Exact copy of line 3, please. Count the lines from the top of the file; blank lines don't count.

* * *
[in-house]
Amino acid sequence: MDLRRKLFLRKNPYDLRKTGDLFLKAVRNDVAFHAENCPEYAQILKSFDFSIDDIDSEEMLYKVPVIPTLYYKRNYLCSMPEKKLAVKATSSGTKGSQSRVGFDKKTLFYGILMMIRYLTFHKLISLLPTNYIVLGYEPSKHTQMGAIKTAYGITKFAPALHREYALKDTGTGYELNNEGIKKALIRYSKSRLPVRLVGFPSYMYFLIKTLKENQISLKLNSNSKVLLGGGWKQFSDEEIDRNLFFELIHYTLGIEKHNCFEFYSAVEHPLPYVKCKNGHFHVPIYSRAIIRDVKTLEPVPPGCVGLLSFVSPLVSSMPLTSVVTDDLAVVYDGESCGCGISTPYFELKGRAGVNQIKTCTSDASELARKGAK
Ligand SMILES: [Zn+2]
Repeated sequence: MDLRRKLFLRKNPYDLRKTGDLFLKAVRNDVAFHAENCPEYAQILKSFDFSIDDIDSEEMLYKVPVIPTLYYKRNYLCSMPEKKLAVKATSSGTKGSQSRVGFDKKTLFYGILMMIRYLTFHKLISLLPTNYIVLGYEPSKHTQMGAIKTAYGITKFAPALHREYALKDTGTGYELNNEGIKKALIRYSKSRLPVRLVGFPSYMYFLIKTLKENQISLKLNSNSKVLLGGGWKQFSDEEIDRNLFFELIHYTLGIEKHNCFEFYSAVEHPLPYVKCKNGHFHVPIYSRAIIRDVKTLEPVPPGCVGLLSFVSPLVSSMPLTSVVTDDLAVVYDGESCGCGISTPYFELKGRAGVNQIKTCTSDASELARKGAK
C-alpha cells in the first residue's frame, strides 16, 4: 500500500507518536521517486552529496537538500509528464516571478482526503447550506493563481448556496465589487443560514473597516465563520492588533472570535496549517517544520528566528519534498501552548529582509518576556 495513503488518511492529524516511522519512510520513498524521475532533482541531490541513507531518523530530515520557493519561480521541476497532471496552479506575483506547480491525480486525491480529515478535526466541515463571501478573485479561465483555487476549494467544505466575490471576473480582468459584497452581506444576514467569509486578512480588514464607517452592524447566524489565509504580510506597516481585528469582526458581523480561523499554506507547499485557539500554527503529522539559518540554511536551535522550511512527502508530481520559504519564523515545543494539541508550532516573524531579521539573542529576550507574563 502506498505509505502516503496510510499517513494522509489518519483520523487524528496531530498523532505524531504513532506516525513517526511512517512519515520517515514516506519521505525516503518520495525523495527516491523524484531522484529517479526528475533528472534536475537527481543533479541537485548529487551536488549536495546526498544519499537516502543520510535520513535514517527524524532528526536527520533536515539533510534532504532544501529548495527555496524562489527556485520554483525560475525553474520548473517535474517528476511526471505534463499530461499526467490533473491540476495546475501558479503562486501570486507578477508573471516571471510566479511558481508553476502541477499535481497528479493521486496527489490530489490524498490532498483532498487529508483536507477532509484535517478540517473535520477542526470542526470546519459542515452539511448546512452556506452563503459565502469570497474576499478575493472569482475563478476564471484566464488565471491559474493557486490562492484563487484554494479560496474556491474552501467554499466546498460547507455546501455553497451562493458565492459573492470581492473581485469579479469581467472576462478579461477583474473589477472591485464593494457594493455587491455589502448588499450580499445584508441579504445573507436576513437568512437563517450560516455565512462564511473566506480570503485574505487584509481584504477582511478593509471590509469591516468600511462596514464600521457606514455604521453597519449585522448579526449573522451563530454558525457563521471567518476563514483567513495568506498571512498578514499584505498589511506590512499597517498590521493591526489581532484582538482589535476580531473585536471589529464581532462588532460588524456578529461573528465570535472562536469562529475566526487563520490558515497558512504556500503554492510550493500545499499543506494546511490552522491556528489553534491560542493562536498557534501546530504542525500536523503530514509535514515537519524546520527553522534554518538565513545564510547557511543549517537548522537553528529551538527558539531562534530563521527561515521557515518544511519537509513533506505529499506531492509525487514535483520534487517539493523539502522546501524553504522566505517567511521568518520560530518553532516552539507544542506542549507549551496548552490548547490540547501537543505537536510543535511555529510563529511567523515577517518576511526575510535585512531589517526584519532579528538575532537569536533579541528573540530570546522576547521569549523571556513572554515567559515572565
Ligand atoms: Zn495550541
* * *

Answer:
Ligand SMILES: [Zn+2]